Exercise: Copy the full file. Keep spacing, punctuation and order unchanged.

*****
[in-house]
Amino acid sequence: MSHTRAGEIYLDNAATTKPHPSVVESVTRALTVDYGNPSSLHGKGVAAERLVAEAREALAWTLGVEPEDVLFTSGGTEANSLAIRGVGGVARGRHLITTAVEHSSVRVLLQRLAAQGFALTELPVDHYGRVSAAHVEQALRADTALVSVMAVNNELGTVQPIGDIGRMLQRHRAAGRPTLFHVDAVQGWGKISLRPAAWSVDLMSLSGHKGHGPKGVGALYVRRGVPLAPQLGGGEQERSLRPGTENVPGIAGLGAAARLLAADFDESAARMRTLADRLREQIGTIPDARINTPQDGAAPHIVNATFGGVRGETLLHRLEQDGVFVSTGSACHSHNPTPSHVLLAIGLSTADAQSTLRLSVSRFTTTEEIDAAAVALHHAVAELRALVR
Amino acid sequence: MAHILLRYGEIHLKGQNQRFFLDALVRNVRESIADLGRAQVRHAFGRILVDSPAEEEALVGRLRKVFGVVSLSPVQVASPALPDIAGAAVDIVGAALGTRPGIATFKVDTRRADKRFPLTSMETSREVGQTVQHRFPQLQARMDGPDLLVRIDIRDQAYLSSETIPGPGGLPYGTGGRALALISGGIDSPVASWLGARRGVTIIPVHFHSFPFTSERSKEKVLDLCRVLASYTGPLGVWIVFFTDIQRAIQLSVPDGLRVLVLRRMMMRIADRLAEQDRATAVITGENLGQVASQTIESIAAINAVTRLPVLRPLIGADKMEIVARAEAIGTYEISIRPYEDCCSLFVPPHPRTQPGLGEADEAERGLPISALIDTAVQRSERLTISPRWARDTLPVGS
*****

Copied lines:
[in-house]
Amino acid sequence: MSHTRAGEIYLDNAATTKPHPSVVESVTRALTVDYGNPSSLHGKGVAAERLVAEAREALAWTLGVEPEDVLFTSGGTEANSLAIRGVGGVARGRHLITTAVEHSSVRVLLQRLAAQGFALTELPVDHYGRVSAAHVEQALRADTALVSVMAVNNELGTVQPIGDIGRMLQRHRAAGRPTLFHVDAVQGWGKISLRPAAWSVDLMSLSGHKGHGPKGVGALYVRRGVPLAPQLGGGEQERSLRPGTENVPGIAGLGAAARLLAADFDESAARMRTLADRLREQIGTIPDARINTPQDGAAPHIVNATFGGVRGETLLHRLEQDGVFVSTGSACHSHNPTPSHVLLAIGLSTADAQSTLRLSVSRFTTTEEIDAAAVALHHAVAELRALVR
Amino acid sequence: MAHILLRYGEIHLKGQNQRFFLDALVRNVRESIADLGRAQVRHAFGRILVDSPAEEEALVGRLRKVFGVVSLSPVQVASPALPDIAGAAVDIVGAALGTRPGIATFKVDTRRADKRFPLTSMETSREVGQTVQHRFPQLQARMDGPDLLVRIDIRDQAYLSSETIPGPGGLPYGTGGRALALISGGIDSPVASWLGARRGVTIIPVHFHSFPFTSERSKEKVLDLCRVLASYTGPLGVWIVFFTDIQRAIQLSVPDGLRVLVLRRMMMRIADRLAEQDRATAVITGENLGQVASQTIESIAAINAVTRLPVLRPLIGADKMEIVARAEAIGTYEISIRPYEDCCSLFVPPHPRTQPGLGEADEAERGLPISALIDTAVQRSERLTISPRWARDTLPVGS